TOKYO -- Japan has suspended certain wheat imports from the United States after a genetically-modified crop was found growing in an Oregon field.
Japan, the second-biggest importer of U.S. wheat behind Mexico, canceled some orders while the U.S. tries to figure how the illegal Monsanto wheat got to the Eastern Oregon farm.
Other top Asian importers, like South Korea, China and the Philippines are closely monitoring the situation. Many countries won't accept imports of genetically-modified foods.
The European Union announced it's preparing to test incoming wheat shipments after the discovery.
Roughly 90 percent of Oregon wheat is shipped overseas, generating a half-billion dollars in revenue every year, said Oregon Dept. of Agriculture Director Katy Coba.
“There is not a food safety issue. There is not a human health issue,” Coba said. “We believe have very good high quality wheat, otherwise we would not be in these markets in the first place. And we want to work with the markets and we want to make sure we can maintain that access for our product."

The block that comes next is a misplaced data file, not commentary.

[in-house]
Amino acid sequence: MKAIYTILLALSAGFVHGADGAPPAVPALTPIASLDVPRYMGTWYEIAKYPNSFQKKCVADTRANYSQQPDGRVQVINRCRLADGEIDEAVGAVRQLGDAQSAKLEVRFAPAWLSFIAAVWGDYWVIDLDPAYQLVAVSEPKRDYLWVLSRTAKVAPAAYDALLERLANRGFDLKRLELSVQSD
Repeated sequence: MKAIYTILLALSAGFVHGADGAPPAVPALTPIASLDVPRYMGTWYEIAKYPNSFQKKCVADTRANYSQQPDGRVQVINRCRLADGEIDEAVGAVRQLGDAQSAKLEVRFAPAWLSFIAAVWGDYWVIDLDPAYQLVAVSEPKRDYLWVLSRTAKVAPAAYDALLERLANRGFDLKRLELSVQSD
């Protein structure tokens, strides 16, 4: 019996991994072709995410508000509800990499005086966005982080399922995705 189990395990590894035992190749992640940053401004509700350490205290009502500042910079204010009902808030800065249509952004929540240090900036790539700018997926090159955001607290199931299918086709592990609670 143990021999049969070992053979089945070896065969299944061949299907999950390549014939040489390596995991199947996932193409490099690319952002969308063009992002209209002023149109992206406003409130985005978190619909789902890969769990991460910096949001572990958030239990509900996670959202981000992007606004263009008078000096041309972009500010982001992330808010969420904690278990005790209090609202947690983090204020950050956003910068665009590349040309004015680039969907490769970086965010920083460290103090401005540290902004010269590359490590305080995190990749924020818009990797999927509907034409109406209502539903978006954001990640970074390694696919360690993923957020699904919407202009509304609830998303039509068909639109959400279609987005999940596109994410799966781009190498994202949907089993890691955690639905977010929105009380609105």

One market analyst told KGW Japan's suspension of wheat imports will be short-lived. He said if the USDA can establish that it was an isolated incident, the imports will resume within a few weeks.
Meanwhile wheat growers also hope that’s the case and that the growth is not widespread.
KGW Reporter Kyle Iboshi contributed to this report.